Malaysian Serama Bantams

Malaysian serama, Serama bantams, World's smallest Chicken

                              Serama Lethal Genetics

After breeding serama since 2004 and doing a lot of research into the lethal genetics involved I decided to carry out some breeding experiments in 2007. Many articles on serama claim that all serama carry lethal genetics, but this is not so. Serama were produced from cross breeding other breeds with Japanese bantams, and therefore there is an occurrence of the short legged genetics present in its gene pool, though this does not have to be. The short legged gene and therefore lethal gene can be bred out through careful stock selection and not breeding from short legged stock.

How serama should look

The serama is an upright breed which carries itself with a high held breast with its keel being almost vertical and wings being held in vertical position. The serama should not have short stumpy legs, with these short stumpy legs often comes a poor posture with long horizontal body, often causing high wing carriage as the bird is too low to be able to drop its wings. Sometimes serama are seen with their breast almost parallel with the ground this is not how serama should look. Remember type is of the utmost importance, not size, so stock selection is very important. Don’t just breed from a bird because it is small, it must have the whole package, or at least the attributes to produce quality offspring.

Below- A serama cockerel bred by myself in 2010 showing the desired upright stance, vertical breast and good leg length.

      Below - A serama hen showing the undesirable short legs, high wings and horizontal stance.

How can I breed the lethal factor out?

As was stated previously the serama has Japanese bantam influence in its genetic make up. Japanese bantams are required to have excessively short legs for show purposes, therefore short legged birds are bred from to produce short legged offspring. When I state “Long legs” what is meant is the correct length for serama and not excessively long legs.

This table shows how the short legged genetics work (In theory)


 Short legs X Long legs

 Short legs X Short legs

 Long legs X Long legs


 50% short legs

 50% long legs

 25% dead in shell          (lethal factor)

 25% long legs

 50% short legs

 100% long legs

All short legged chicks will carry the short legged gene and can therefore produce chicks with lethal factors when bred back to a short legged mate, while none of the long legged chicks will carry the short legged gene and when bred to a long legged mate will produce no short legged chicks and no chicks carrying the lethal factor.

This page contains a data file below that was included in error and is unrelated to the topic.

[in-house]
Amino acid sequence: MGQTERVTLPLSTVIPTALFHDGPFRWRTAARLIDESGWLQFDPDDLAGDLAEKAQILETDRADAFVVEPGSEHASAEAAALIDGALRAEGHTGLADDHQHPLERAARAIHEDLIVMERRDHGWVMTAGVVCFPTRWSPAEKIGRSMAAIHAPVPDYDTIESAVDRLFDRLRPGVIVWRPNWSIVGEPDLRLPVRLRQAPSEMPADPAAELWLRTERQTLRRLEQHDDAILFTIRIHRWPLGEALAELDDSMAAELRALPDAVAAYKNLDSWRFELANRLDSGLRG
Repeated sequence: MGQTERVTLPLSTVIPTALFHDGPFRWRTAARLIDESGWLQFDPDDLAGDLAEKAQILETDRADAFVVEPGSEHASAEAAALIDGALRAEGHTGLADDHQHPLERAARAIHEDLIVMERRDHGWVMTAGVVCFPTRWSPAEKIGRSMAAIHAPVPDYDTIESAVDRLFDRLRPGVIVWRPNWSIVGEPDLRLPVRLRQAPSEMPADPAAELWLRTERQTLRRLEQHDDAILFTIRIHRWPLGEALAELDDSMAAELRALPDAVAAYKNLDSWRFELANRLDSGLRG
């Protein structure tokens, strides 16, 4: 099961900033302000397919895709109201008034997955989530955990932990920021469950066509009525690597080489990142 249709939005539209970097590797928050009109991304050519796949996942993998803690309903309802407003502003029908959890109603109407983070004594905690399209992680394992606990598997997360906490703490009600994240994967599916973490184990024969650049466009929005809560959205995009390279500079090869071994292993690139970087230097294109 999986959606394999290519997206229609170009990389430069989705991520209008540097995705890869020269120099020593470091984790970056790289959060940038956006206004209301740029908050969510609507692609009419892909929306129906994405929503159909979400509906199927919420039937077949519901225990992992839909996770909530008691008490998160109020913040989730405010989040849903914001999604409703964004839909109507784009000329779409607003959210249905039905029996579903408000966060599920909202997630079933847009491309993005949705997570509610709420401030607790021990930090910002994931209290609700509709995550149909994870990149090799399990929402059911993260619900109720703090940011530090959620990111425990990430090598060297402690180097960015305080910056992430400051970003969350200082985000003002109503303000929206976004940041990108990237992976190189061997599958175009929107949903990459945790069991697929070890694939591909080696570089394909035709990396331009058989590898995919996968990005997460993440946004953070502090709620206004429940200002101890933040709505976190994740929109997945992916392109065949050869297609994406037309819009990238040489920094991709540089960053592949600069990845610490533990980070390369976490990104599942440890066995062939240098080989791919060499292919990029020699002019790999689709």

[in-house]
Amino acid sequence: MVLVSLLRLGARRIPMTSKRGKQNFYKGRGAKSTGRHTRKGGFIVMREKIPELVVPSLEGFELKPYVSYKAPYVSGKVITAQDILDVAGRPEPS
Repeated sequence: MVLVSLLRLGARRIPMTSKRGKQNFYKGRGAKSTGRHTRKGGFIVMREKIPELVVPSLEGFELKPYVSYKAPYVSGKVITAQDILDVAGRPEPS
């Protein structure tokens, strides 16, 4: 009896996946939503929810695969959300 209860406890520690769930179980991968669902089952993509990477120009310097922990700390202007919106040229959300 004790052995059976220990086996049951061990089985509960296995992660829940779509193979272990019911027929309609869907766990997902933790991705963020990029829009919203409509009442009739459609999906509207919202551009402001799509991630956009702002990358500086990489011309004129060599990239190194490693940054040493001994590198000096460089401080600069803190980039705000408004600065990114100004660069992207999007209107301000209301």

Whilst there are exceptions to these rules in that there are incidences of intermediate leg lengths the numbers are very little and little scientific research has been made into these genetics. In order to completely eradicate the short legged genes it is probably best to avoid birds with intermediate leg lengths sticking to long legged breeding only.



I bred from serama exhibiting short legs to both short and long legged birds and found that the hatch success (in practise over several documented batches) from short legged to short legged birds was not particularly high with several dead in shell chicks approx 25% as with Japanese. Long legged to short legged birds had good hatch rates but I still received a few dead in shell chicks perhaps 10% (in practise over several documented batches) plus also hatching more of the undesirable short legged chicks which did not adhere with the serama standard. When I bred long legged birds to long legged birds I began seeing a huge increase in hatch success with less than 5% of chicks being dead in the shell (in practise over several documented batches).

By 2010 I had removed all short legged birds from my breeding stock and culled heavily. I had only bred from birds which were bred from long legged to long legged parentage to ensure that 100% of their offspring carried no lethal genetics. I bred 50 chicks and encountered 0% short legged offspring, proving my method had worked.


By January 2011 the youngsters I had kept back for my own breeding which were bred in 2010 were ready for breeding. I set 6 eggs and of the 6 set I hatched 6 chicks.

I set again this time 8 eggs, and again 8 chicks emerged. I set another 4 and hatched 4 chicks, and again 6 eggs with 6 chicks hatching. By February 14th 2011 I had hatched 24 chicks from 24 fertile eggs. No dead in shell chicks whatsoever. I am amazed and overjoyed and thought I’d share my success with others.

April 2011 - I am happy to report 100% hatching

May 2011 - I am happy to report that only one failed to hatch

Of course serama hatching will still be tricky and of course I don’t expect 100% hatches in every batch as nature does not always allow for this, eggs which have been knocked by rough birds in a pen, humidity, temperature in the pens, where eggs are stored and of course incubator fluctuations will also affect how many will hatch.

A good quality and reliable incubator is crucial in serama incubation & hatching.  

Succesful hatching techniques can be mastered with lots of practise and careful selection of  freshly laid, good sized eggs, and reliable parentage etc, but at least with no lethal factor to contend with there is one less hurdle involved in a successful hatch. Plus there are less surplus birds, as there are no stumpy legged offspring to either cull or re-home, which could potentially find their way into someone else’s breeding programme furthering the production of birds carrying lethal genetics.


Malaysian & American serama and the short legged genetics

In Malaysia it is not acceptible to exhibit a bird with excessively short legs, these are culled and and not bred from. In America the standard states that serama with short legs be disqualified from exhibition.